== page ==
There comes a point when even the wisest of men and women are humbled by the bigness of God. Solomon’s Book of Ecclesiastes is an exposé on how unproductive it is to rely on ourselves and what this world offers for fulfillment instead of surrendering our lives to doing God’s will and, in the process, receive everything we need. Eugene Peterson wrote of Ecclesiastes, “It’s most emphatically and necessarily in the Bible in order to call a halt to our various and futile attempts to make something of our lives, so that we can give our full attention to God – who God is and what He does to make something of us. Ecclesiastes actually doesn’t say that much about God; the author leaves that to the other 65 books. His task is to expose our total incapacity to find the meaning and completion of our lives on our own.” Thomas Aquinas, one of the greatest theologians ever, experienced a “Solomon moment” late in life when he confessed, “I can write no more for everything I have written is straw.” He, like many of us, caught a sideways glance at the bigness of God and was stunned into reverent silence. So how do we deal with a deity so gigantic and powerful we’re restricted to viewing His backside only and still trust in Him as a child trusts a loving parent? There’s two ways to go: (1) We let go of our own understanding, forget about seeking self-gratification altogether and humbly bow in quiet wonder and adoration to honor His life-giving generosity or (2) we can become overwhelmed and terrified as we gaze into the dark abyss that is our repulsive sinfulness creating a chasm between our kingdom and His and retreat into the false safety of an atheistic or agnostic mindset. Those who go with the first option find God’s colossal, inconceivable love for us to be the unbreakable bridge that connects our dimension with His and all we have to do to cross it is to mumble the tax-collector’s prayer in Luke 18:13, “God, be merciful to me, a sinner.”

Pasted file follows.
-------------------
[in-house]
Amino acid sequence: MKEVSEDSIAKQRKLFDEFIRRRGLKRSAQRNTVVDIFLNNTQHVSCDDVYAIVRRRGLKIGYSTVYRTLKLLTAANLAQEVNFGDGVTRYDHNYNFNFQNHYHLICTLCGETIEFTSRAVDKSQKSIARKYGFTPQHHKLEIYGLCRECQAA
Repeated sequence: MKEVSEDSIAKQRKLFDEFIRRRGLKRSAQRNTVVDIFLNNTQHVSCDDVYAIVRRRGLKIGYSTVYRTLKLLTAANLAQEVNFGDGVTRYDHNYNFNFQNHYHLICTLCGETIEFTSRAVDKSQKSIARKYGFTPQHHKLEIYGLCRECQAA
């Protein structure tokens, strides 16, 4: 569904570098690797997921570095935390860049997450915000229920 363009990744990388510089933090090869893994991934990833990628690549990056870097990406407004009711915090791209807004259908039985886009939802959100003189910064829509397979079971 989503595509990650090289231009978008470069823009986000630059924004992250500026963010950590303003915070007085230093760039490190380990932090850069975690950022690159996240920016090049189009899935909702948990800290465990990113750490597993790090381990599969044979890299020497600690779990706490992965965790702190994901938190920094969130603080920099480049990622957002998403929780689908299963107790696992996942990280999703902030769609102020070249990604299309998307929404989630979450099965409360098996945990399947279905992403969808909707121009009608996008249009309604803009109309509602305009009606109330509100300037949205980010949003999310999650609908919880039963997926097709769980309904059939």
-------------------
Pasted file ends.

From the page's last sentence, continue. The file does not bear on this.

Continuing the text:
Consider that, because of God’s bigness and our littleness, our Heavenly Father may often find it hard to communicate with us one-on-one. In Isaiah 55:8-9 He admits, “Indeed, my plans are not like your plans, and my deeds are not like your deeds, for just as the sky is higher than the earth, so my deeds are superior to your deeds and my plans superior to your plans.” In today’s world we’ve come to expect a prompt if not instant answer to almost any question we may ponder by typing it into a search engine. But God isn’t beholden to technological breakthroughs and conveniences. He insists on us practicing patience. Manning wrote, “The scandal of God’s silence in the most heartbreaking hours of our journey is perceived in retrospect as veiled, tender Presence and a passage into pure trust that’s not at the mercy of the response it receives.” One of the traps a newly-converted Christian can unwittingly fall into is, due to their enthusiasm for and subsequent engulfing of all the Scriptures, sermons and devotionals they can get their mitts on, they start thinking they’ve got God down pat. But He’s too big to have “down pat.” In one of my favorite Don Henley songs, “The Heart of the Matter,” the gifted crooner sings an honest, applicable line; “The more I know, the less I understand…” Once a believer accepts that gaining complete spiritual truth will always be both enticing and elusive we’ll find trust and faith to be the only constants we can claim to possess.